What you focused on five years, five months or five days ago is what you have in your life today. The relationships you have with your family, friends and contacts are the direct result of how you spent your time in the past and what you decided to focus upon. What you focus on today is what you will reap in the future, and now there is a new element to consider: digital dementia.
Dementia usually describes deterioration in cognitive abilities that are commonly seen in people who have suffered a head injury or psychiatric illness. Digital Dementia, a term coined in South Korea, is used to describe a deterioration of cognitive abilities resulting from overuse of computers, smart phones, gaming consoles and the Internet in general.
Dr. Byun Gi-won of the Balance Brain Centre in Seoul, Korea, said "Overuse of smart phones and game devices hampers the balanced development of the brain ... heavy users are likely to develop the left side of their brains, leaving the right side untapped or underdeveloped."
It is the right side of the brain that is linked with concentration, creativity, innovation and emotional development. Digital dementia includes other side effects such as problems with attention, organization, orientation, problem solving, social communications and reasoning.
With Digital Dementia on the rise, does the overuse of digital gadgets and electronic media foreshadow an imminent decline in personal relationships?
The Digital Dilemma
Today's technological society has been raising and embracing two generations that are so digitally focused with brains not fully developed, they can no longer remember even the simplest of things such as a phone number. This societal change will have a great impact on both personal and business relationships. With impaired concentration and memory spans how do you effectively deal with family, friends and contacts that lack interpersonal, innovative and creative thinking skills?
Additional research shows that more than 60 percent of those studied between the ages of 20 and 30 suffer from memory loss and forgetfulness blaming an environment overwhelmed by digital devices.
A Digital Tsunami is on the Horizon
Even if you are not personally experiencing or dealing with the digital dementia problem you will be – and soon! You will find it creeping into and lowering your personal communications and closeness with your family and friends, resulting in multi-generational relationships that are further segregated, caused by hurt feelings, misunderstandings, un-met personal connection needs and impeded intimacy in one-on-one relationships.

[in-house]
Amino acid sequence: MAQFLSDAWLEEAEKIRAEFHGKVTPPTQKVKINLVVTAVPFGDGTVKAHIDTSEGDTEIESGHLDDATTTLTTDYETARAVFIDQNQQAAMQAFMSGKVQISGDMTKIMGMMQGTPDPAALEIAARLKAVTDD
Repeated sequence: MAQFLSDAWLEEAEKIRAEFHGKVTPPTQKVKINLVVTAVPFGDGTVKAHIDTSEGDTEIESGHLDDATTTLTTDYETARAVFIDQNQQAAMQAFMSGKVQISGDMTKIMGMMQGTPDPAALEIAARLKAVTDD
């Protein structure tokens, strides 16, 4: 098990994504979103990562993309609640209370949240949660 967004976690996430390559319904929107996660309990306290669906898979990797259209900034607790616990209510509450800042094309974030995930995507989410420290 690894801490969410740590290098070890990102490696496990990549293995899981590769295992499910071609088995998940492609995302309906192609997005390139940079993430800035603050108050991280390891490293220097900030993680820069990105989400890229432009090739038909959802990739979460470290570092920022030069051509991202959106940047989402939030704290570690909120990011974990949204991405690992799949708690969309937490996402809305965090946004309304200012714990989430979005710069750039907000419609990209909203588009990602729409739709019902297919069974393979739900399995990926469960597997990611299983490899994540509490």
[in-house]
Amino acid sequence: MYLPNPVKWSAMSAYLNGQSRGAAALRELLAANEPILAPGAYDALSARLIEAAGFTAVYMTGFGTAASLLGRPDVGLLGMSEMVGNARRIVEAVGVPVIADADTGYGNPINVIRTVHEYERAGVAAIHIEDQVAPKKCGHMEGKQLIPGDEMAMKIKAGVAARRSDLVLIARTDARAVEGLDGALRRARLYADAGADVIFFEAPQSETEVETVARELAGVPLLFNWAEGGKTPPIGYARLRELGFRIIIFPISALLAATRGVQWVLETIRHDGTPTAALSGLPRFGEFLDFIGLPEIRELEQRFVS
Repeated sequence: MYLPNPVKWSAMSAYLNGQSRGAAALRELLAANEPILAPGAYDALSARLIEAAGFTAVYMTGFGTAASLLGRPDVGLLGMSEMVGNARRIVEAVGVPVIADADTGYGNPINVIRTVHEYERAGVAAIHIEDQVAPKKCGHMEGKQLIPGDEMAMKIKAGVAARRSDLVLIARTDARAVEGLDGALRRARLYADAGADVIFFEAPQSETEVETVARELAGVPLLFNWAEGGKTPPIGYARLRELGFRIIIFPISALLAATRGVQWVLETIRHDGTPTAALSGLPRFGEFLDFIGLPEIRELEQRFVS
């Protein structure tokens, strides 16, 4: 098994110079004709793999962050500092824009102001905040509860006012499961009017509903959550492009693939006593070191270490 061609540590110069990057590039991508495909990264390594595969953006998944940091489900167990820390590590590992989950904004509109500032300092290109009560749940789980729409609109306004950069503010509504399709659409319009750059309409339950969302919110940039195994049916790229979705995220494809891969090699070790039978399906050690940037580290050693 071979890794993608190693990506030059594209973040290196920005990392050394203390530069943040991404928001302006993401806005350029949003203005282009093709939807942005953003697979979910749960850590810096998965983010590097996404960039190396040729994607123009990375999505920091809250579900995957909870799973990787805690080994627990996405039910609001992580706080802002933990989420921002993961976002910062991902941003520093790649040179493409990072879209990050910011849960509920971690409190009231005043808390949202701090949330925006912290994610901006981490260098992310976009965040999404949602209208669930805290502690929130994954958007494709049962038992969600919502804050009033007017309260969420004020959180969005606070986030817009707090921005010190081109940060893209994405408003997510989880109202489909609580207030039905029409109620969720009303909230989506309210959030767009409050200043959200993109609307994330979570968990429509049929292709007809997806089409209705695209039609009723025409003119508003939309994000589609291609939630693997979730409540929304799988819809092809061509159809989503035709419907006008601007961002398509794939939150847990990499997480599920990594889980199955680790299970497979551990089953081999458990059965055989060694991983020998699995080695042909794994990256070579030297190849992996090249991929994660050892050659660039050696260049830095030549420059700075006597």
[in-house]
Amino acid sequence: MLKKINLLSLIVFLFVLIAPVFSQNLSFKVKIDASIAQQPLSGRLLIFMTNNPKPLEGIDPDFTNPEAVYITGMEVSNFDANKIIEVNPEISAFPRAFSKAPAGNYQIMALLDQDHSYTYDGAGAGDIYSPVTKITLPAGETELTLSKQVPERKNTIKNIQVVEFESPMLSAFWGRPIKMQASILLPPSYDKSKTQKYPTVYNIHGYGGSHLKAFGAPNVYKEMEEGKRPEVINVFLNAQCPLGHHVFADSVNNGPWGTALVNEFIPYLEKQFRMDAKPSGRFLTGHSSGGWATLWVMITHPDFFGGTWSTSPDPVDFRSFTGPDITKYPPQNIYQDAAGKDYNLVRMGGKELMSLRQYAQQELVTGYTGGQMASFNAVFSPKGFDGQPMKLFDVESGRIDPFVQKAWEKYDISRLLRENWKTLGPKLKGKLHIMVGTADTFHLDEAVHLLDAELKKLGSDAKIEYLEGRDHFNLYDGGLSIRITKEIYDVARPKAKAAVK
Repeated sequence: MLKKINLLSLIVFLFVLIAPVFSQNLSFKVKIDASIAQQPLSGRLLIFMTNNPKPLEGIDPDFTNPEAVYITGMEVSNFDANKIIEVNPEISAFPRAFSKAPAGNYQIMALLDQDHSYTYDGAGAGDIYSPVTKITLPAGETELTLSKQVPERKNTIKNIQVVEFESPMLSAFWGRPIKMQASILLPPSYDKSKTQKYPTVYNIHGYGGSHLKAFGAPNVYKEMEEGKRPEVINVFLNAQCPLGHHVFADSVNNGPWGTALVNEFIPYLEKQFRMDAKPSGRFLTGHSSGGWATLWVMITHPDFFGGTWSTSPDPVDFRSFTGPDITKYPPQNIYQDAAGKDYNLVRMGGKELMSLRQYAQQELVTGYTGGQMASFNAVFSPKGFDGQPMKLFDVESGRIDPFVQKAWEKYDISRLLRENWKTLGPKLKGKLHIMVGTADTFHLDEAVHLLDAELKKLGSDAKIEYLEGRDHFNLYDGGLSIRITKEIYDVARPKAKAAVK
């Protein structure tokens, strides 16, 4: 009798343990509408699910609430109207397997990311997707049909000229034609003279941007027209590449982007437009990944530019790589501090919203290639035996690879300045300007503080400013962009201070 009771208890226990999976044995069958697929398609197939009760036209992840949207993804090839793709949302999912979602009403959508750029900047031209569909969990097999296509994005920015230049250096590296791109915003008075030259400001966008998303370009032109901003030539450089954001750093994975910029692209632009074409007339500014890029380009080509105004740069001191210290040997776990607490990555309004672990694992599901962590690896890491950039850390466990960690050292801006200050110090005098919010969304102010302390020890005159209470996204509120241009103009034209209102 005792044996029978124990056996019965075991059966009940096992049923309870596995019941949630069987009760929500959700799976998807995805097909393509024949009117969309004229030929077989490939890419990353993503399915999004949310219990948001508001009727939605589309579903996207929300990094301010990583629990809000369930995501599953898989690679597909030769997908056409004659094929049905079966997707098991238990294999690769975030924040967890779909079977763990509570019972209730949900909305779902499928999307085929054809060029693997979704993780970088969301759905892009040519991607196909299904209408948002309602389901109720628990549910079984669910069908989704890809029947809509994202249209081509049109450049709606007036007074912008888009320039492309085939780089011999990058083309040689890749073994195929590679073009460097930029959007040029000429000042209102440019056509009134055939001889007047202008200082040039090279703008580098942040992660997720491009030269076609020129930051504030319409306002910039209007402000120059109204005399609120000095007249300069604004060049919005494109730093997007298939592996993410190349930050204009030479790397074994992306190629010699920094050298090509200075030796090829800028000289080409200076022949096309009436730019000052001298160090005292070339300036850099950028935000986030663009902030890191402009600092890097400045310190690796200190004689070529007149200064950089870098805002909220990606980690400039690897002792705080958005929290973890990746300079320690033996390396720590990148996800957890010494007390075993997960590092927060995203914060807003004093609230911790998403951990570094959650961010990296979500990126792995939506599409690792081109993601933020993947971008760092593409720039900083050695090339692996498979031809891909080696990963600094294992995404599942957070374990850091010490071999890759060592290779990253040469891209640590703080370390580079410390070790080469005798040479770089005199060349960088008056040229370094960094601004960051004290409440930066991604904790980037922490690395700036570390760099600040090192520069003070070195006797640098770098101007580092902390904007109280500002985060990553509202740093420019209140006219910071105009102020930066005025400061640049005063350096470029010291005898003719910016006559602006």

Recognize the digital tsunami before it arrives. By being forewarned you can be prepared – it will save you hours of trying to figure out how to correct the avalanche of relational problems after they've happened. Recognizing that there are social and memory-based issues caused by the advancement of this technology and its unending use is the first step in dealing with it.
Go on the offense. Create a plan to either prevent or deal with the deficiencies of digital dementia so it doesn't cripple you, your personal relationships with family, friends and loved ones, as well as future relationships. Consider the following:
· Make sure your family and friends are aware of the current research and the long-term effects of digital dementia on relationships and personal lives – this tsunami will flood into every crevice of your life and all your relationships
· Limit the use of digital devices in the presence of family and friends – ban the use of digital equipment at the dinner table
· Change the environment in your home by painting walls colors more conducive to interpersonal relations such as a pastel terra cotta or a light green with a touch of blue
· Connect with family and friends directly or in person – even a telephone call is better than a text or email
· Remind family and friends to memorize important things like phone numbers and often used street addresses to help re-build concentration and boost memory
· Do something creative personally or as a group to engage the right side of the brain to compensate for the digitally over-controlling left side – creative projects can include journaling, knitting, sewing, painting, walking on the beach, meditating, etc.
This list just scratches the surface of some of the steps you can take to overcome digital dementia that will wreak havoc with your relationships and intimate connections. Start today – you can keep and improve your current relationships as well as be prepared for meaningful relationships in the future.
© Pat Heydlauff, All Rights Reserved